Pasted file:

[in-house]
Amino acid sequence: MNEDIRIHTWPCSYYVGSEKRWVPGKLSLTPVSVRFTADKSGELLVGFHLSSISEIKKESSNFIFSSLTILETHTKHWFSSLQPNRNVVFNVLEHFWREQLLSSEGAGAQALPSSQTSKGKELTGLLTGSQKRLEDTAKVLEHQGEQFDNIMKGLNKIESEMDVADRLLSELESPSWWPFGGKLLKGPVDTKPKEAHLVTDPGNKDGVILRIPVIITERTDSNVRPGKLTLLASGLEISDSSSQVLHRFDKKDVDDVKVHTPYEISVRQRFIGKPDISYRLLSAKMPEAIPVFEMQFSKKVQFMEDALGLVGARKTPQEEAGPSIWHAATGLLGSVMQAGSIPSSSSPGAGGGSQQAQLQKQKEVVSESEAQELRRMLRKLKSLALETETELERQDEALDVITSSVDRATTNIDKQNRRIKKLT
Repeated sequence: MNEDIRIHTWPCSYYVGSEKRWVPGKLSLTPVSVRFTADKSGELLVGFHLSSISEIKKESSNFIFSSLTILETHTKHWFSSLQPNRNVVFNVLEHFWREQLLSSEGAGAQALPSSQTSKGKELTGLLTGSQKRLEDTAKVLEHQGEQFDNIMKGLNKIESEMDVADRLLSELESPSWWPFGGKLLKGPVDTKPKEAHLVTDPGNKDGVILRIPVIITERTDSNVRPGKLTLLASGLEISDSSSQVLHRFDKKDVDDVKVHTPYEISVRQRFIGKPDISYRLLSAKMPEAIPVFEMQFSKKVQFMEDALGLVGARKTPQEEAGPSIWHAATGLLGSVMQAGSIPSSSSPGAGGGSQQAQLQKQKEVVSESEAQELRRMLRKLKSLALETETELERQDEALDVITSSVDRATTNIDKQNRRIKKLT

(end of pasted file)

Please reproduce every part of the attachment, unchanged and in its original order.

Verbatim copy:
[in-house]
Amino acid sequence: MNEDIRIHTWPCSYYVGSEKRWVPGKLSLTPVSVRFTADKSGELLVGFHLSSISEIKKESSNFIFSSLTILETHTKHWFSSLQPNRNVVFNVLEHFWREQLLSSEGAGAQALPSSQTSKGKELTGLLTGSQKRLEDTAKVLEHQGEQFDNIMKGLNKIESEMDVADRLLSELESPSWWPFGGKLLKGPVDTKPKEAHLVTDPGNKDGVILRIPVIITERTDSNVRPGKLTLLASGLEISDSSSQVLHRFDKKDVDDVKVHTPYEISVRQRFIGKPDISYRLLSAKMPEAIPVFEMQFSKKVQFMEDALGLVGARKTPQEEAGPSIWHAATGLLGSVMQAGSIPSSSSPGAGGGSQQAQLQKQKEVVSESEAQELRRMLRKLKSLALETETELERQDEALDVITSSVDRATTNIDKQNRRIKKLT
Repeated sequence: MNEDIRIHTWPCSYYVGSEKRWVPGKLSLTPVSVRFTADKSGELLVGFHLSSISEIKKESSNFIFSSLTILETHTKHWFSSLQPNRNVVFNVLEHFWREQLLSSEGAGAQALPSSQTSKGKELTGLLTGSQKRLEDTAKVLEHQGEQFDNIMKGLNKIESEMDVADRLLSELESPSWWPFGGKLLKGPVDTKPKEAHLVTDPGNKDGVILRIPVIITERTDSNVRPGKLTLLASGLEISDSSSQVLHRFDKKDVDDVKVHTPYEISVRQRFIGKPDISYRLLSAKMPEAIPVFEMQFSKKVQFMEDALGLVGARKTPQEEAGPSIWHAATGLLGSVMQAGSIPSSSSPGAGGGSQQAQLQKQKEVVSESEAQELRRMLRKLKSLALETETELERQDEALDVITSSVDRATTNIDKQNRRIKKLT